Alex Dickerson spent some time in right field at the start of the season. He’s never been much of a fielder, but had developed a reputation for being a good stick. Unfortunately, he left all his sticks in San Francisco, carried a .407 OPS in 36 PAs, was DFA’d, and now spends time at Cool Ray Stadium. With all the problems the Braves have had in the OF, if he’d have played halfway decent at AAA, he’d have been given another shot. Alas, no.


I like Travis Demeritte. He’s an easy guy to pull for and looks smooth wherever he plays. I was ecstatic when he got the call late April and even more ecstatic when he lit the league on fire his first 8 games and was still carrying a .914 OPS after 17 games. Then… he broke. 0 for 33, 14 strikeouts, and not even 1 measly walk. Like A-Dick above, AA dropped the hammer, and Demeritte’s been chilling at Cool Ray since with lackluster results.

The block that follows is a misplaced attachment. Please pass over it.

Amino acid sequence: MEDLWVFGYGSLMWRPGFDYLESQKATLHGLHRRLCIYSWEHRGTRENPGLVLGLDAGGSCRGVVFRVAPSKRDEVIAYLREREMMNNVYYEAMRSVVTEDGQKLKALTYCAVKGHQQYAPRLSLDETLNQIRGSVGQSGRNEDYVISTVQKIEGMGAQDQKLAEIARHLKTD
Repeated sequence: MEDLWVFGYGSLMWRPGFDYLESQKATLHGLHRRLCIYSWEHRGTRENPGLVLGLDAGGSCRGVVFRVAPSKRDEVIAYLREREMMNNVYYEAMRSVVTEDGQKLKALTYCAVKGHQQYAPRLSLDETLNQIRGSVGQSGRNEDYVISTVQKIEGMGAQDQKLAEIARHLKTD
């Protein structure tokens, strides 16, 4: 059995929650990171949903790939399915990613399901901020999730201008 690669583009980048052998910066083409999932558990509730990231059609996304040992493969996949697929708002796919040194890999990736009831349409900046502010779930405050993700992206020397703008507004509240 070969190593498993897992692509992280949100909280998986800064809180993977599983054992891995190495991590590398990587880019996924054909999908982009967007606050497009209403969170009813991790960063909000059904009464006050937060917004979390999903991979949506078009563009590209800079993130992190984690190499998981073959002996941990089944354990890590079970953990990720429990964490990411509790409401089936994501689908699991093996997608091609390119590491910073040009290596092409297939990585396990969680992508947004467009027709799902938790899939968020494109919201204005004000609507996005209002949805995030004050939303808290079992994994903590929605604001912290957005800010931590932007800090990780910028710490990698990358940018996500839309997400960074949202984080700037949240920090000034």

Grade: C+, but with great potential to be an A by season’s end. No need to fill.

Center Field


Let’s get one thing straight. Duvall’s defense doesn’t slump. He’s sitting at 4 Outs Above Average, has played all 3 OF positions and looked really rangy in CF. When Harris was promoted on 5/28, Duvall had been the Braves everyday CFer and being a Type-1 Diabetic, I think it took its toll on him, especially at the plate. The day before Harris’s promotion, Duvall was carrying a .537 OPS and only 2 HRs in 175 PAs. And now here is where I get to request a nickname change, because Michael Harris isn’t Money Mike, he’s Magic Mike. And when Duvall was able to slide back to the corner OF positions, his bat woke up…like +.300 OPS points woke. And while his .679 OPS for the season isn’t on par for what he can do, Duvall’s trending in the right direction now that Magic Mike is chasing ’em down.